Countless jam bands owe their careers to Medeski, Martin & Wood, the avant-jazz trio who made it cool to groove again with 1996's Shack Man, a Hammond-hammered Phish-lot mainstay that opened the door for instrumental improv groups like Soulive and Particle.
In the years since, the threesome has plugged up other holes with a free-jazz edge on The Dropper (and drummer Billy Martin's wild solo work) and the hip-hop-influenced bop on Combustication. But 2002's Uninvisible returned the band to its funky roots, to the pleasure of dance fans sick of watching John Medeski's loose freakouts and the disappointment of jazz snobs hoping that the increasingly popular band would be opening more doors for new fans.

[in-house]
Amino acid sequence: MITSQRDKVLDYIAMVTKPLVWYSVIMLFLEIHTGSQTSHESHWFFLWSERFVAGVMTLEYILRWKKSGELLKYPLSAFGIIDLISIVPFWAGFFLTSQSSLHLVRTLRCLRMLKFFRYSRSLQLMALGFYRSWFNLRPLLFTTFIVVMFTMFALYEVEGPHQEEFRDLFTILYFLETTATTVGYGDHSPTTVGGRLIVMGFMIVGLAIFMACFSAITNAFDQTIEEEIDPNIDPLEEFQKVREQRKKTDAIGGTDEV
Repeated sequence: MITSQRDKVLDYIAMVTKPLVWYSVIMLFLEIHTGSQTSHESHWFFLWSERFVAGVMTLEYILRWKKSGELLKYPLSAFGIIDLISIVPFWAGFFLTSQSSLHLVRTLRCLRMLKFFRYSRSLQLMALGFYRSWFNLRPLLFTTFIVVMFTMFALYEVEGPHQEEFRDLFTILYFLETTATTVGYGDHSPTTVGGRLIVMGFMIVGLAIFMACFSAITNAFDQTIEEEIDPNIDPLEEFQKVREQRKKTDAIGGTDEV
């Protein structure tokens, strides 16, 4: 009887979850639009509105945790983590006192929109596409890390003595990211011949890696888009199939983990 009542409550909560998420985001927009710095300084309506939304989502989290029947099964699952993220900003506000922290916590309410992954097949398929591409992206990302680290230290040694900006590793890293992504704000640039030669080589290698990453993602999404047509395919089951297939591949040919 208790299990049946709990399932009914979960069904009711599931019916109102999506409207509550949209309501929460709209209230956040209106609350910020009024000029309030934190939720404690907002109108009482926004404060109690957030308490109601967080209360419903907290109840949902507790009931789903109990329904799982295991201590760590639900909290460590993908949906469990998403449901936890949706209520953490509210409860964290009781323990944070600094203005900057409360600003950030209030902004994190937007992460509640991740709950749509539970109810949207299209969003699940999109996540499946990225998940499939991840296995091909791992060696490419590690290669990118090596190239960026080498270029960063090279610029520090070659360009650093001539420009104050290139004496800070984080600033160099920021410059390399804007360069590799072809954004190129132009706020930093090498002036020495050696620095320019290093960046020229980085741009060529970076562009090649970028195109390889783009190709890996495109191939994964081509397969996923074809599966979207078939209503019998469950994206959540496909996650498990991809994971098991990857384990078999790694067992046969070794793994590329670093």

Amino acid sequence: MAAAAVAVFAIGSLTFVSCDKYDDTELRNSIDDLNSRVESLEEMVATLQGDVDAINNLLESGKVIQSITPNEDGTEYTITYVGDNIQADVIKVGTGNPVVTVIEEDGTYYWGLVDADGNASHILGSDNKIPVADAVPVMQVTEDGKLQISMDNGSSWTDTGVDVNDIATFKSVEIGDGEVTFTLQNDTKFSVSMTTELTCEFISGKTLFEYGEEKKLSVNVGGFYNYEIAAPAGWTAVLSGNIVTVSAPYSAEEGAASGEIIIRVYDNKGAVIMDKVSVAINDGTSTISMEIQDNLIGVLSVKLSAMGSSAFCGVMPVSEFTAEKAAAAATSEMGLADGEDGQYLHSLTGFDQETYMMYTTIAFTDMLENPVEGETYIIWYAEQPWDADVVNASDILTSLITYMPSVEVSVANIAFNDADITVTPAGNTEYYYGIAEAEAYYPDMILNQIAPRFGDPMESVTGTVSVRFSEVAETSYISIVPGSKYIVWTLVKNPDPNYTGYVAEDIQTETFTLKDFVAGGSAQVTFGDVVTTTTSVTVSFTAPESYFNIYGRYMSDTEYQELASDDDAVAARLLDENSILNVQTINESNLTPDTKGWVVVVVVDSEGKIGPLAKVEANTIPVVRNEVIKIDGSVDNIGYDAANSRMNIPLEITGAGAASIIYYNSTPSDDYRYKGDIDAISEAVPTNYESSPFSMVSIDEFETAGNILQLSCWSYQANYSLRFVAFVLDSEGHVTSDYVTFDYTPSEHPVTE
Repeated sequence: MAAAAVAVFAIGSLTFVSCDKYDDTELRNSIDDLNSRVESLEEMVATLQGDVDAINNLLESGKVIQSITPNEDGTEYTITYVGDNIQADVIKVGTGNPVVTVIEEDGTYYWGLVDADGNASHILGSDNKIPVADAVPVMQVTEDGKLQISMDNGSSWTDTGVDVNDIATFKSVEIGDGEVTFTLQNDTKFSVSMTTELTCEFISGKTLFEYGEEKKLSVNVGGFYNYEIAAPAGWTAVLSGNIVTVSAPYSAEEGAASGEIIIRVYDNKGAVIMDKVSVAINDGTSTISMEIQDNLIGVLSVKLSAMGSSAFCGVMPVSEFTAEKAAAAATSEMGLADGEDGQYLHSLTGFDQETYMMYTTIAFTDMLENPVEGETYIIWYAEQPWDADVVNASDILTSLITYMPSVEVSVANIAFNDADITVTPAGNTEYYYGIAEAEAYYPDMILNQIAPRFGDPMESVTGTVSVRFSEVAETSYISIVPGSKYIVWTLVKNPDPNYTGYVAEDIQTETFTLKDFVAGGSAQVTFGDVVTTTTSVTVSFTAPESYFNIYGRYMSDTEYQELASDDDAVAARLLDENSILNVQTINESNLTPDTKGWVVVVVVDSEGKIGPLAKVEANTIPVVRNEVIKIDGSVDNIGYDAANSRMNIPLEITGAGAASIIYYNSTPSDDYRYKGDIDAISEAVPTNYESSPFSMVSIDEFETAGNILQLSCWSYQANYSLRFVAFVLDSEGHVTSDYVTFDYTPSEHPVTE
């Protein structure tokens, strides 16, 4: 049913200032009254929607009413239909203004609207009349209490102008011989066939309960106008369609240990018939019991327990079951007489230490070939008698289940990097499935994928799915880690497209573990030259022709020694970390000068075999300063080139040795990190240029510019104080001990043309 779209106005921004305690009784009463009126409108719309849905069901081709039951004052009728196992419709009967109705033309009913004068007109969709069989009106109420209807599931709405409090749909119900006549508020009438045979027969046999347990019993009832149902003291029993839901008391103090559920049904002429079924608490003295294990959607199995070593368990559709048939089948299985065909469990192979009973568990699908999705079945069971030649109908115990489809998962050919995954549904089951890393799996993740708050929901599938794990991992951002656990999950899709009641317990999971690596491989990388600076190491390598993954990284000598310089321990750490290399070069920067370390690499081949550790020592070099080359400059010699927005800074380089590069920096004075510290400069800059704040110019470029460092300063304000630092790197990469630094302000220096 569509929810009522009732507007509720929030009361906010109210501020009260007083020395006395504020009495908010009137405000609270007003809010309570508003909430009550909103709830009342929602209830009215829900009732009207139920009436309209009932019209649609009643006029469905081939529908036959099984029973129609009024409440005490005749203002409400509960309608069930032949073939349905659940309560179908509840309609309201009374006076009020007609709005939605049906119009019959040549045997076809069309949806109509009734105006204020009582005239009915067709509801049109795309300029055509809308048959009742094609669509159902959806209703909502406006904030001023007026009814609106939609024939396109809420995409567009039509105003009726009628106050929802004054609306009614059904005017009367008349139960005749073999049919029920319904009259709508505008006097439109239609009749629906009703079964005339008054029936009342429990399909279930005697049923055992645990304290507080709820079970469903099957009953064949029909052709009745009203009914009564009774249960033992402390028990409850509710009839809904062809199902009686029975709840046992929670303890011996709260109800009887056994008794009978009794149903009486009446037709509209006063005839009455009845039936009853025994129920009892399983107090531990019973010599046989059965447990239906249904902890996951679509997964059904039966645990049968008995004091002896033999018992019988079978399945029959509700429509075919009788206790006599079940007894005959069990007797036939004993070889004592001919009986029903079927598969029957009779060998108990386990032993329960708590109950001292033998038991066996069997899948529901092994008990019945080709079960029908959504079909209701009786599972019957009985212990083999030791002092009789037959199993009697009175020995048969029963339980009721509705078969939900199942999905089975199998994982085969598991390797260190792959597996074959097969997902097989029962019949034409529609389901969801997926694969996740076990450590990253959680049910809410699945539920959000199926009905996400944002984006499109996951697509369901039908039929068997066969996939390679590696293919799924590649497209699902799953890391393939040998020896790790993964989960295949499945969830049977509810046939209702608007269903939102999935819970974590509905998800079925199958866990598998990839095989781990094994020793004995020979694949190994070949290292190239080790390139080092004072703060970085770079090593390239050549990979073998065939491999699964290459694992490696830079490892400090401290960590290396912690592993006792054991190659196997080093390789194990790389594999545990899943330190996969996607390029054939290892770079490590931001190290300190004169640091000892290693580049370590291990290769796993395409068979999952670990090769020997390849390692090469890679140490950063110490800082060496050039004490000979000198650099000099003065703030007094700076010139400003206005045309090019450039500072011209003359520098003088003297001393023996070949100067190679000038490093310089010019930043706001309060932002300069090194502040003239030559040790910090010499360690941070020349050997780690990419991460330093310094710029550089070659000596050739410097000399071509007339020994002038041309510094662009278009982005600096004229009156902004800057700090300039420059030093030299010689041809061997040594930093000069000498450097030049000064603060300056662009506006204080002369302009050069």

Though the band's on an amphitheater tour this summer (with unlikely headliners 311 and the Roots), it'll take time out for a show of its own at the Odeon this Thursday. Live, there's always room for MMW's wilder side, whether it's in all-acoustic jazz sets, unusual covers (the trio absolutely destroys Hendrix's "Crosstown Traffic"), or a percussive outburst from Martin, long the band's ace in the hole. When they fall into a groove, though, it's time to watch out; their success is due as much to their experimentation as it is to finding a pocket and running with it.
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